Following Theodore Roosevelt

in the footsteps of Theodore Roosevelt

It all started on Thanksgiving 2012. I was hiking the North Dakota badlands with some buddies when we came to Theodore Roosevelt’s Elk Horn Ranch. TR took refuge at Elk Horn following his departure from politics after both his mother and wife died on the same day. Years later, TR would say his time in North Dakota got him through that difficult period in his life. Had it not been for his time at Elk Horn, he may never have become President of the United States.

My friends and I hiked throughout the North Dakota badlands and in the National Park that bears Theodore Roosevelt’s name. We were able to see for ourselves why the North Dakota Badlands were so important to him.

A month later, my wife and I took our first trip to Grand Canyon National Park. We camped at Bright Angel Campground at the bottom of the canyon, and visited the nearby Phantom Ranch. It turns out that Phantom Ranch was once called “Roosevelt’s Ranch” after the ranch’s most famous visitor.

In the summer that followed I saw the Roosevelt Cabins on Lake Crescent where TR stayed when he created Mount Olympus National Monument (which would later become Olympic National Park under TR’s distant cousin, Franklin Roosevelt).

That summer I also visited Mesa Verde and Crater Lake National Parks, both of which were created by Theodore Roosevelt. In fact, following the trip to Mesa Verde, I stayed at the historic Baymont Hotel in Ouray, Colorado that once played host to, you guessed it, Theodore Roosevelt.

By the time I visited Yosemite National Park in the fall I was already aware of this Theodore Roosevelt quote,

There can be nothing in the world more beautiful than the Yosemite, the groves of the giant sequoias and redwoods, the Canyon of the Colorado, the Canyon of the Yellowstone, the Three Tetons; and our people should see to it that they are preserved for their children and their children’s children forever, with their majestic beauty all unmarred.”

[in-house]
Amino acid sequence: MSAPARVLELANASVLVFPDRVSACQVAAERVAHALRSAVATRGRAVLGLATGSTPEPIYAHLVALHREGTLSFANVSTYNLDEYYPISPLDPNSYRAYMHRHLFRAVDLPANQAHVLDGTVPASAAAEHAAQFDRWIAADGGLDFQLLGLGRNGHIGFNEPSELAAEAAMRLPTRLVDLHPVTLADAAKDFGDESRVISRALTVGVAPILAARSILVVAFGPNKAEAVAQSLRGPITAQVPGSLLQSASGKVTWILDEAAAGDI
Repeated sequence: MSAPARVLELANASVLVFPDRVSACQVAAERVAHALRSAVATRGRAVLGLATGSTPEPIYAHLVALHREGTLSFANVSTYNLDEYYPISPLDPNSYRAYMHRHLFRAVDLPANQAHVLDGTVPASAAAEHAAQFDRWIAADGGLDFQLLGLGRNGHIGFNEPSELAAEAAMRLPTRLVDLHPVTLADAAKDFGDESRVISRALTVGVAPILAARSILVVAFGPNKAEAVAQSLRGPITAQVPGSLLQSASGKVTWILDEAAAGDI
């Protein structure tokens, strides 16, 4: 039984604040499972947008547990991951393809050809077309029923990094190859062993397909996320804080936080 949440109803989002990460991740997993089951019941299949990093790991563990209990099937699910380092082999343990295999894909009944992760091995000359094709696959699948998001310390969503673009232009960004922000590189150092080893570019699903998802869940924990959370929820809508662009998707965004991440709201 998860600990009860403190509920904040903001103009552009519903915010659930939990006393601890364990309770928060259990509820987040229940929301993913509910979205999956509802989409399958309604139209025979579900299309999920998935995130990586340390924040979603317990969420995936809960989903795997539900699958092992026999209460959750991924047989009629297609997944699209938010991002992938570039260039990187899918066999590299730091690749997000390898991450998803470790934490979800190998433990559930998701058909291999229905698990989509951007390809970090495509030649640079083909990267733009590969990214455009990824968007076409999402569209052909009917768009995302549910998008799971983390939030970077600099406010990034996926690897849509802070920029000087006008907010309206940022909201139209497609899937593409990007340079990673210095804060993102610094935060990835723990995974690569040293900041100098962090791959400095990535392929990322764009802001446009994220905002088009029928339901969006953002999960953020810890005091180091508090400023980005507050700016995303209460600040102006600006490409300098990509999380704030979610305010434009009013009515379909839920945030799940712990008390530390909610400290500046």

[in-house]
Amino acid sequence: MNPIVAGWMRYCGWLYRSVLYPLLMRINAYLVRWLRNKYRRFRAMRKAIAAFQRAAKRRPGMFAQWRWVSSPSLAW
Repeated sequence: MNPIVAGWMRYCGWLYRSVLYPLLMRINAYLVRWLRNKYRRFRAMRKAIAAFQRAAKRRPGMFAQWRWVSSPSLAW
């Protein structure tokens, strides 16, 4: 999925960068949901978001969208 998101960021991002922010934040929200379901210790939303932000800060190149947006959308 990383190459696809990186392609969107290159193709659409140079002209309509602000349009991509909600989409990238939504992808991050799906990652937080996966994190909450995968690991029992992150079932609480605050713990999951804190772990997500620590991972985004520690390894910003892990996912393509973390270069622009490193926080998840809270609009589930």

Over the course of the year I began to feel a connection with this man who, at one time, explored many of the places I was exploring. I never went to a place because of TR, and most often I didn’t even know the connection until I got there. Yet time and time again, I felt as though I just missed him.

For a year I followed in his footsteps. And when I think of all the people who’s footsteps I could have been following, I can think of no one that I’d rather it have been than Theodore Roosevelt.

Comments

  1. Wilderness Dave says:

    It’s kinda hard NOT to run into TR out in the western states. His fingerprints and footsteps grace much of the wild west as it was his nature to roam and explore wild country. I believe him to be one of the last great men to serve as president. I think holding office ruined him though…he was a better individual before his presidency than while in office. Politics can ruin even the greatest of men…

  2. I am a great lover of TR and the more I read about him, the more I admire. We Americans have much to thank him for in the preservation of wilderness and instilling within the American consciousness the importance of keeping wild things wild and that seeking adventure is a noble pursuit. When speaking of wilderness, this is one of my favorite quotes: “It was here that the romance of my life began.”
    Nice article, David. I hope to visit the Badlands before my romance with life ends.

Speak Your Mind

*